MARKET WATCH: Gasoline draw pushes up oil prices
Crude prices shot up July 30, wiping out losses from the July 29 trading session that had exceeded the July 28 rebound from the previous week's large declines.
HOUSTON, July 31 -- Crude prices shot up July 30, wiping out losses from the July 29 trading session that had exceeded the July 28 rebound from the previous week's large declines.
More price flip-flops are likely. At the start of this week, the New York futures market's trading volume of benchmark US light, sweet crudes "was at a record low for the year, and the current low liquidity is making it hard to be fully confident about the sustainability of the rebound seen yesterday," said Olivier Jakob at Petromatrix, Zug, Switzerland.
Moreover, oil prices slipped lower in early trading July 31. At Pritchard Capital Partners LLC, New Orleans, analysts reported, "Market watchers said the downward drift was likely just retracement of yesterday's rally, with little news tied to the decline."
Although there has been no major disruption of crude supplies and demand in recent weeks, oil prices shot up July 30 after the Energy Information Administration reported the first decline in US gasoline inventories in 5 weeks, down 3.5 million bbl to 213.6 million bbl in the week ended July 25, vs. an expected increase of 100,000 bbl.
Commercial US crude inventories slipped 100,000 bbl to 295.2 million bbl in that same period, far short of Wall Street analysts' consensus of a 1.2 million bbl drop. Distillate fuel inventories increased 2.4 million bbl to 130.5 million bbl, exceeding the consensus for a 1.9 million bbl build (OGJ Online, July 30, 2008).
"The stock reduction in gasoline was larger than expected, but it needs to be put in perspective. The gasoline demand season is slowly coming to an end (vehicle miles drop seasonally in September), and with both absolute stock levels and days of cover clearly above recent years, refiners need to reduce stocks of gasoline," Jakob said. "For that reason, stocks of gasoline usually draw during the month of August, and based on normal patterns it should be expected to see further gasoline draws in the next 4 weeks."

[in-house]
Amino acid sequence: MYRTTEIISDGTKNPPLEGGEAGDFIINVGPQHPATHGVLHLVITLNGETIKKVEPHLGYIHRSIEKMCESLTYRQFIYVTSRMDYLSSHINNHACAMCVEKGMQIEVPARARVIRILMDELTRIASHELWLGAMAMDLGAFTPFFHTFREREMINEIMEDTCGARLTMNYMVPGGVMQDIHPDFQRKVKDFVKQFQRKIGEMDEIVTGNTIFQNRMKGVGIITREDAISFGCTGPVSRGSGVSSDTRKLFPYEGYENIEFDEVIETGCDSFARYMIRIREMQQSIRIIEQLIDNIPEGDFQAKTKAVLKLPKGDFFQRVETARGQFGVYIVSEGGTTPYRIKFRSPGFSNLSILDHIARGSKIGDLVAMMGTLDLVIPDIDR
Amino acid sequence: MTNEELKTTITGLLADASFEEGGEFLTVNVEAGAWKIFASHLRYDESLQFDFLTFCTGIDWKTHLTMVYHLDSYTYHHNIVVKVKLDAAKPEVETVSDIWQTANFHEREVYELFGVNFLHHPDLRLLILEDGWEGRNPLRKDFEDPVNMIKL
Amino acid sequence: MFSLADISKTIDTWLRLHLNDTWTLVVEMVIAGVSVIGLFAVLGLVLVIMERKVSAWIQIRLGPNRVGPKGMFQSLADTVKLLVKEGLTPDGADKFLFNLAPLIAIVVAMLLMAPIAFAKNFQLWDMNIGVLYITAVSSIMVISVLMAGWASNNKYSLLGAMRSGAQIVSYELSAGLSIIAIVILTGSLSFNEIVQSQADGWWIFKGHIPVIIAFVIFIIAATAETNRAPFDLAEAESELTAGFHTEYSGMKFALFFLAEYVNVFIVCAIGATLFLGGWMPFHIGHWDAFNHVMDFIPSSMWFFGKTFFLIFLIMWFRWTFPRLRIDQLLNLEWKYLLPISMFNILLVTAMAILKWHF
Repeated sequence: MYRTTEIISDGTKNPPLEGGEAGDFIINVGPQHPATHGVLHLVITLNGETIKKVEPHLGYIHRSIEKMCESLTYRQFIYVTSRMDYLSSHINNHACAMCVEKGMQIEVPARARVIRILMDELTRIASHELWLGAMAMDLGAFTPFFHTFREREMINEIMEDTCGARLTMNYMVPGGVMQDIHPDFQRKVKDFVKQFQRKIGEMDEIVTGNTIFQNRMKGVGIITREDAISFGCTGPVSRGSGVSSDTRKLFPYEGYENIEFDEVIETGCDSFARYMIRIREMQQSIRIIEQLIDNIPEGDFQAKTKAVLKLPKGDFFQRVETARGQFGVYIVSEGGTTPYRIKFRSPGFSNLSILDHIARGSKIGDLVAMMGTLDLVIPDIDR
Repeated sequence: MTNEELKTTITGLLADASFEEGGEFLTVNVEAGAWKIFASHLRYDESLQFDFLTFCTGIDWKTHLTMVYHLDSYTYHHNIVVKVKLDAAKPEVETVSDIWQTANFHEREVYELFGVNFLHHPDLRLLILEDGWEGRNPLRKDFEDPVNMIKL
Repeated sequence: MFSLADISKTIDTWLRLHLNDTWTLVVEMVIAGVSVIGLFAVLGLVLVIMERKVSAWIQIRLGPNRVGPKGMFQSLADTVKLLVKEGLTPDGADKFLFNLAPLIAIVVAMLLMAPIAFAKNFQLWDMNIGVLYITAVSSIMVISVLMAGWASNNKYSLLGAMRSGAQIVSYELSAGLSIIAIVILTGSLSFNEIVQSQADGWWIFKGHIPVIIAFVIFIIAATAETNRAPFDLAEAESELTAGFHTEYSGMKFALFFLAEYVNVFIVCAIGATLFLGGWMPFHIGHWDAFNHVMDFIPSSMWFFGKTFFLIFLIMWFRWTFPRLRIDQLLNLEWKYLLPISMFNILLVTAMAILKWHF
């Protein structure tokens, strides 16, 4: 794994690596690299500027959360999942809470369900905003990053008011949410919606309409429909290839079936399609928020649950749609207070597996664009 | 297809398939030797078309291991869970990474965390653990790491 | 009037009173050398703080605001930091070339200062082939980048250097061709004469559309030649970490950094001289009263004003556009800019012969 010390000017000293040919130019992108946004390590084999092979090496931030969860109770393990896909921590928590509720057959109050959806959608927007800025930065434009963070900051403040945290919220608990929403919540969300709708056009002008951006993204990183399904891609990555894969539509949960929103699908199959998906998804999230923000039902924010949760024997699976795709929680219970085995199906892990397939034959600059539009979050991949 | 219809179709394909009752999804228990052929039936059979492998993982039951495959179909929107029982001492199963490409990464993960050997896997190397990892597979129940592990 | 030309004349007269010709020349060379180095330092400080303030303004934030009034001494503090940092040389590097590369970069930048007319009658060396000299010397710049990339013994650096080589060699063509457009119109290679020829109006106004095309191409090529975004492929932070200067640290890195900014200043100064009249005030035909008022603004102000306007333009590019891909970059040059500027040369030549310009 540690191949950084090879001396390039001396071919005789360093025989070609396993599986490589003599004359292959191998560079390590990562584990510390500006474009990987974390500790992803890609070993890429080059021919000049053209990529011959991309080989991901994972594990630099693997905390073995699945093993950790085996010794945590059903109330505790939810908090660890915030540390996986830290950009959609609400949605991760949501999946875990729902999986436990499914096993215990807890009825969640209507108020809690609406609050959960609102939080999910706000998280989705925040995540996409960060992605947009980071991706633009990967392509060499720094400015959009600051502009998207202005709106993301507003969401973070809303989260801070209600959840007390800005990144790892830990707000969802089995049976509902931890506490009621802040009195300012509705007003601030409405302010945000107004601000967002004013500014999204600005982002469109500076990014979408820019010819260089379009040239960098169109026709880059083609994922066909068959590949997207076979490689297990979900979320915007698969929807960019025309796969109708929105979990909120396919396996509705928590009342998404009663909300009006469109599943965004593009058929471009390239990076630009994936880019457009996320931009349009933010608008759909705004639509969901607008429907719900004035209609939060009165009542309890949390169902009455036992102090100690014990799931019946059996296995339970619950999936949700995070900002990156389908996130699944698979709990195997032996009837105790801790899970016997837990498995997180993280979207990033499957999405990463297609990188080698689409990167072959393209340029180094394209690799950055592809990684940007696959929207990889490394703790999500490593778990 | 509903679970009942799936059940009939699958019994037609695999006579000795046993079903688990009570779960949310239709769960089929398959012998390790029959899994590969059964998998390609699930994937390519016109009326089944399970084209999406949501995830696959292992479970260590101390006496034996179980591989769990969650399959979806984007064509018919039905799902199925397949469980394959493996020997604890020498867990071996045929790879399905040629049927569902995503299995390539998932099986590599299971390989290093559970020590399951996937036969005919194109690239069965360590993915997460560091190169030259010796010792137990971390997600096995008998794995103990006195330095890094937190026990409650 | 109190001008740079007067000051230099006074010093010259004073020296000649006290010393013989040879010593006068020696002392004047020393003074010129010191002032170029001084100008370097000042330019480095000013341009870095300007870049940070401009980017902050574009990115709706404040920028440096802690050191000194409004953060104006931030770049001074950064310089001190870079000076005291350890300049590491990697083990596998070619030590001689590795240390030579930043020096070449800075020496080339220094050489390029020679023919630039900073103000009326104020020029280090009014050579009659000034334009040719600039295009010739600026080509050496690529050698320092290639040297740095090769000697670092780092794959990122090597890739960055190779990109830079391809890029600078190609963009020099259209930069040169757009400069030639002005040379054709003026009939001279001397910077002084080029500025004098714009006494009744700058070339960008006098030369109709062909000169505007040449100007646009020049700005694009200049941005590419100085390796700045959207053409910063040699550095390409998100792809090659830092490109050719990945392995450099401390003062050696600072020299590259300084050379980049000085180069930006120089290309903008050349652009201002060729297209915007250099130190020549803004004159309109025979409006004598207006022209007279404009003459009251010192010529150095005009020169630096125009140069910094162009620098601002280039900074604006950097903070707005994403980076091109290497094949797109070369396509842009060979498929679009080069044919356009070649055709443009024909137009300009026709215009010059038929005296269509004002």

Jakob said, "We usually do not pay much attention to the jet kerosine number [in the EIA weekly report], but jet demand [for] the 4 weeks is down 5.2% from a year ago and at the lowest level for that time of the year since 1998. Airlines had been grounding some of their capacity to offset the price increase of jet fuel, and this is starting to show up in the demand numbers and provides a strong increase in the days of cover for jet fuel."
He noted the latest EIA report did not show any disruption of imports or Gulf of Mexico oil production as a result of Dolly, a category 2 hurricane that came ashore at South Padre Island, Tex., July 23. Any disruptions that may have occurred "will either show up next week in the statistics or more supply is actually starting to show up that it makes no weekly change on imports despite the disruptions," Jakob said.
Meanwhile, the "Geneva deadline" expires this weekend for Iran to comply with the United Nations' policy to prevent that country from making nuclear weapons. Ayatollah Ali Khamenei, Iran's supreme leader, has indicated there will be no compromise on that issue. This could result in international trade sanctions against Iran, including restriction of gasoline sales that "would shut an important outlet for European gasoline, which in turn would put more pressure on Atlantic Basin refining margins," Jakob said. "Iran has been recently importing higher levels of gasoline, officially to cover for upcoming refinery maintenance."
Pritchard Capital analysts said, "Word that Israeli Prime Minister Ehud Olmert was resigning amid corruption allegations and declining popularity was considered bullish to the oil market. There are worries about stability in the Middle East, particularly regarding tensions between Iran and Israel."
The September contract for benchmark US light, sweet crudes jumped $4.58 to $126.77/bbl July 30 on the New York Mercantile Exchange. The October contract climbed $4.46 to $127.20/bbl. On the US spot market, West Texas Intermediate at Cushing, Okla., was up $4.58 to $126.77/bbl. The August contract for reformulated blend stock for oxygenate blending (RBOB) escalated by 12.74¢ to $3.14/gal on NYMEX. Heating oil for the same month advanced 4.81¢ to $3.43/gal.
The new front-month September natural gas contract traded as low as $8.81/MMbtu, below the psychological $9 level, before rallying to close at $9.25/MMbtu, up 14¢ for the day on NYMEX. On the US spot market, gas at Henry Hub, La., dropped 14¢ to $9.02/MMbtu. Pritchard Capital analysts said, "Forecasting gas prices for the next few months can be tricky business, especially with summer heat and the 2008 Atlantic hurricane season still very much in play." However, the analysts said the natural gas industry "is heading into a period where the [gas] storage deficit to last year could collapse."
In London, the September IPE contract for North Sea Brent crude climbed $4.39 to $127.10/bbl. The August gas oil contract continued its retreat, however, down $6.75 to $1,131.75/tonne.
The average price for the Organization of Petroleum Exporting Countries' basket of 13 reference crudes lost 85¢ to $120.88/bbl Aug. 30.
Contact Sam Fletcher at email@example.com.